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So first I gave my class the quiz problem: Compute $$\lim_{h\rightarrow 0} \frac{\frac{1}{3+h} - \frac{1}{3}}{h}.$$ Upon finding that they could not do that (no real surprize) I asked them to compute $\frac{1}{3.01}-\frac{1}{3}$ in hopes that they would recognize the kernel of the former problem in the latter, and in hopes of indicating that it is perfectly reasonable for an entering college student to be able to add fractions.

A disturbingly large number of students could not perform the latter arithmetical calculation even though i had made comments about how to add fractions within class.

I imagine my experience is not unique. And I think that the current forum may have a sufficiently large readership to deliver an informed opinion about whether or not calculator use is inhibiting algebraic ability. If it is not the calculator, then what is the cause?

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closed as not constructive by JSE, Suvrit, quid, Felipe Voloch, Noah Snyder Mar 1 '12 at 4:50

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Calculator use does not inhibit algebraic ability. Failure to be taught algebraic abilities does.... – Mariano Suárez-Alvarez Feb 11 '10 at 20:46
I think the main cause is just like Mariano said; it's that there's not much of an emphasis in many courses on calculation these days. I blame it on the "it's better to know concepts" trend; as if concepts could be somehow separated from getting your hands dirty... – Jason Polak Feb 11 '10 at 21:05
Here's my take on this sort of question. I think professional mathematicians can easily slip into "grumpy old man" syndrome, usually of the form "kids these days seem much less bright than kids x years ago" when x years ago is when the speaker was a kid. I think this is just a myth. When I was a kid I was better at maths than most people around me, but that's no surprise because it's me that became the professional mathematician. I think my view of "what kids aged 19 should know" is indelibly tainted by what I knew at 19. I think you just have to step back and realise "you're not the norm". – Kevin Buzzard Feb 11 '10 at 23:49
I hope that this question does not become (1) too discussiony, or (2) devoid of any actual data. Alas, I fear that questions like this are bound to become (1,2). – Theo Johnson-Freyd Feb 11 '10 at 23:59
I agree with Kevin and Theo above. Next year I will be teaching elementary and middle school teachers how to teach math so this question interests me, as a Math Overflow question it is inappropriate. Cause and effect in education is a very subtle topic. – Jason Dyer Feb 12 '10 at 1:09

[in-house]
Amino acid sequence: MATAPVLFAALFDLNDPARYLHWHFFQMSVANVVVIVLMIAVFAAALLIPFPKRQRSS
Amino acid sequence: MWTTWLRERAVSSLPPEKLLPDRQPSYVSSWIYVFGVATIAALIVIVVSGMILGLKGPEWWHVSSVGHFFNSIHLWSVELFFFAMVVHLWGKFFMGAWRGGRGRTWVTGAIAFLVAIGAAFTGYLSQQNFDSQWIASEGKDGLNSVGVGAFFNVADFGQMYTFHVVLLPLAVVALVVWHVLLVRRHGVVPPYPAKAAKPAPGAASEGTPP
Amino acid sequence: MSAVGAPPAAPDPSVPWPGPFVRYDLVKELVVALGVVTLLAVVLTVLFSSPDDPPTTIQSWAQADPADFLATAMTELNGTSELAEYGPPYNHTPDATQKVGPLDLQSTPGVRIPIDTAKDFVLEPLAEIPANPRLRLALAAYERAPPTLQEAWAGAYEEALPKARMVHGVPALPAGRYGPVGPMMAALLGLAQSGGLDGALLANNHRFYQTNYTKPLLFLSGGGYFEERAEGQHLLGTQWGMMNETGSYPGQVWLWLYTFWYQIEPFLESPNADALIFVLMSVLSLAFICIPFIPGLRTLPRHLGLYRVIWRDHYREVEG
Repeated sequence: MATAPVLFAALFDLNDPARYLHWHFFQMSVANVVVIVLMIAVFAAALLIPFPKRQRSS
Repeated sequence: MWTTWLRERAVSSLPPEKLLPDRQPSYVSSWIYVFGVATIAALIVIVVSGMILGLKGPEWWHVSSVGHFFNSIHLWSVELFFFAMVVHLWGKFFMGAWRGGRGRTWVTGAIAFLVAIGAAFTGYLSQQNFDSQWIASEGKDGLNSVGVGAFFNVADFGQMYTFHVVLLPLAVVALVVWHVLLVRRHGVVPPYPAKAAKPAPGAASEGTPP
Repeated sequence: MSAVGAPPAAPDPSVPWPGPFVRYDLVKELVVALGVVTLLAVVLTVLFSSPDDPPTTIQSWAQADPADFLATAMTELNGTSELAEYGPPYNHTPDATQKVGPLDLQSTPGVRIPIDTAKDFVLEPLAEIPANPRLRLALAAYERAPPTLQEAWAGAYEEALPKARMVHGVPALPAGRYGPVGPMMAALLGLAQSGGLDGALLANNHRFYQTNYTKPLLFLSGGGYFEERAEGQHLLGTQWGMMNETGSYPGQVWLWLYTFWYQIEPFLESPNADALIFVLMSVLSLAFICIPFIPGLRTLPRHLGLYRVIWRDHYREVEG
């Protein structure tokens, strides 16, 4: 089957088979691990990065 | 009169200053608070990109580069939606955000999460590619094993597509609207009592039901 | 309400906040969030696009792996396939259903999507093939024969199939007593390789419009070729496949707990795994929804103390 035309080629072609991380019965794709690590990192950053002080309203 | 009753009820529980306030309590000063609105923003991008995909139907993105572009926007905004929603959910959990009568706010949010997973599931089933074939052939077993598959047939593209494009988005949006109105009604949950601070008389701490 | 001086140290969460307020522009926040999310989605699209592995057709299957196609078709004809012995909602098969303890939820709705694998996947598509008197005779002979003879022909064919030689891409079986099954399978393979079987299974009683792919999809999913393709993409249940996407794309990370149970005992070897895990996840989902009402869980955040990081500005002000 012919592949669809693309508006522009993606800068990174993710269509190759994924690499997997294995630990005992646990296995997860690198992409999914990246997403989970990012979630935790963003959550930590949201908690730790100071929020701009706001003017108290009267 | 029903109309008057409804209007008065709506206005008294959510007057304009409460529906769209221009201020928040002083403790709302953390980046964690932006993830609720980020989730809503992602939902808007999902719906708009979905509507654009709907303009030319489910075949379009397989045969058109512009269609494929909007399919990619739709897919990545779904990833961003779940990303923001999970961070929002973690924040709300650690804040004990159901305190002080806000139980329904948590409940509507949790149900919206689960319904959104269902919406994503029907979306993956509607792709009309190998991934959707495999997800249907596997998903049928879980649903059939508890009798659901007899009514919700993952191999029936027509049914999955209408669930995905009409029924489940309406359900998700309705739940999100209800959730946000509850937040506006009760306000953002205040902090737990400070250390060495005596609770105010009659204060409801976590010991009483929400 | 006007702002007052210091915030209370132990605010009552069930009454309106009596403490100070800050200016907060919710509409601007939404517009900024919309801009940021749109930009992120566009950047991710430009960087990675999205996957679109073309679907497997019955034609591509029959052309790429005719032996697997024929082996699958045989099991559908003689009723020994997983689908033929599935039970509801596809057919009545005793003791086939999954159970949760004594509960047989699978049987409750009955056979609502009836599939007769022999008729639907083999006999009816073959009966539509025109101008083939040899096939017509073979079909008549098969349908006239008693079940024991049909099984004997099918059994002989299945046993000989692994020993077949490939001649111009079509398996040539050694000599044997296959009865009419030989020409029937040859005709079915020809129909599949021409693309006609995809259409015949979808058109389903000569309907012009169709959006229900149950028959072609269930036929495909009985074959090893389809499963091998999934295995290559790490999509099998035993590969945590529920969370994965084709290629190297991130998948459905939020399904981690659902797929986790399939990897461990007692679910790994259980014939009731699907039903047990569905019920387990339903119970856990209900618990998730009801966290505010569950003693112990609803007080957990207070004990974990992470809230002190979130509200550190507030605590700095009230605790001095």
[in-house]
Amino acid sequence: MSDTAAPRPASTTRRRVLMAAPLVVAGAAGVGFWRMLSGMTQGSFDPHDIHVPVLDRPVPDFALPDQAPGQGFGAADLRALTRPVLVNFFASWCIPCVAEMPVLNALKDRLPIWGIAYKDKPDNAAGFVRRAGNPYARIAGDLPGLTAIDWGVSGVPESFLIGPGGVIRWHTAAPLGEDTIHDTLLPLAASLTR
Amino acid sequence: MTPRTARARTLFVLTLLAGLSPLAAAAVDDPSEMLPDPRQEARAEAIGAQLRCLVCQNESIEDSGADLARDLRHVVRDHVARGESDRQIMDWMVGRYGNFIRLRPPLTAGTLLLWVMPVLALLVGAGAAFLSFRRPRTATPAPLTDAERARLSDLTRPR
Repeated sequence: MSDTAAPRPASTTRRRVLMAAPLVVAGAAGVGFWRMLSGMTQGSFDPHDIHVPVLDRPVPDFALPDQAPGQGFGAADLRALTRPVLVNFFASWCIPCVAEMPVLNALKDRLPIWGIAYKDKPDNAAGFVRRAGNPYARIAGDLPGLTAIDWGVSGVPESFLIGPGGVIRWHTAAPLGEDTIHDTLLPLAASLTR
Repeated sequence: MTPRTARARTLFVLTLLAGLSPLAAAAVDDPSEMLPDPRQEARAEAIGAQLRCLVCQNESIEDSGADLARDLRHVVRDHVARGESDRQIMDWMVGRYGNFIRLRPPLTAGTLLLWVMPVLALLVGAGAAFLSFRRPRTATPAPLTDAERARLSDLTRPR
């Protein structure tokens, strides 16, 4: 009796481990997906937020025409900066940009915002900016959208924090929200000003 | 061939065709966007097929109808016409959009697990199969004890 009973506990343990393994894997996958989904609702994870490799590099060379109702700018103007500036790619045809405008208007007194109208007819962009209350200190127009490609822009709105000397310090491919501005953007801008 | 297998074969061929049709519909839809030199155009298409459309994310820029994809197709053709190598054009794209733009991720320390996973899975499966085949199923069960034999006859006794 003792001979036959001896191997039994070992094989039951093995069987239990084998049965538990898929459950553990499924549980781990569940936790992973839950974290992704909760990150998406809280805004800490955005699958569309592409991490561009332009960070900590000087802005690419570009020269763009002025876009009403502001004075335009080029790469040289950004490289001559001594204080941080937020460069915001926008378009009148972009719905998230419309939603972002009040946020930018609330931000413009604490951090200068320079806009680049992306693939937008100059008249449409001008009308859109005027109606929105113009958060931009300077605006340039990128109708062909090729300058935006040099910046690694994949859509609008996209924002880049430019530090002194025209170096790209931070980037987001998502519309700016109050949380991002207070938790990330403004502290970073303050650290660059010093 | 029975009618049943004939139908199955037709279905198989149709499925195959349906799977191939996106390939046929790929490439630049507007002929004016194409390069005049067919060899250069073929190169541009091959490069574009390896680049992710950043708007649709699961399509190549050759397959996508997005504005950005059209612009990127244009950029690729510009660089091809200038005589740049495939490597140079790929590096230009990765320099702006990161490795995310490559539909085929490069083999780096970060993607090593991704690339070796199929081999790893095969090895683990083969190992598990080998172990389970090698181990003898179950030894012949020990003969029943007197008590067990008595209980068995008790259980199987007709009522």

13 Answers 13

I did not want to answer this question at first, but now that we end up with teacher bashing let me put in my 2 cents. Facts first: I teach kids between 13 and 19 (grade 7 to 13), and I do know some maths; so do my colleagues, although they know somewhat less than I do, of course.

I have no problems explaining why we add or multiply fractions the way we do, or why the product rule holds. I think it is idiotic to assume that problems with simple arithmetic magically disappear when we start explaining the mathematics behind it, and in this respect there is no difference between the addition of fractions or the product rule: your explanations reach only 5 % of the class, the rest will patiently wait for the recipe.

In fact I think the problems start when instead of teaching children how to add an substract, we try to make them understand why the algorithms work. I don't think I cared a lot about the fine points of the decimal system when I was 11, and I don't think that today's kids do. Problems with calculators set in when the kids are 13 upwards; simple arithmetic is not supposed to be trained because the calculators can do it. By the time they graduate from high school (gymnasium in Germany), my students can form the derivative of $e^{\sin x}$ without problems, but many of them have problems if they have to manipulate $\frac1x - \frac1{x-1}$.

The main problem I am having with our current approach (over here) is that, at least in my neck of the woods, being able to use the calculator (TI 83) is compulsory for graduating. So yes, the problem is not the existence of the calculator, it is the teaching; but: the curriculum is designed in such a way that basic arithmetic plays only a minor role, and the reason why it is designed that way is -- the calculator.

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"I think the problems start when instead of teaching children how to add an substract, we try to make them understand why the algorithms work" - This is madness! I simply cannot express how fundamentally we disagree. – Steven Gubkin Feb 12 '10 at 13:24
I am not sure whether what you call "people" are the children I'm trying to teach. I can't name a single person who would be interested in why long multiplication works before he has figured out how it works. As for myself, I didn't understand what a class group is until I had computed several dozen of them. Now I might be abstraction impaired, but so are the kids I know. They don't understand Dedekind cuts but happily multiply the square roots of 2 and 3. – Franz Lemmermeyer Feb 12 '10 at 13:39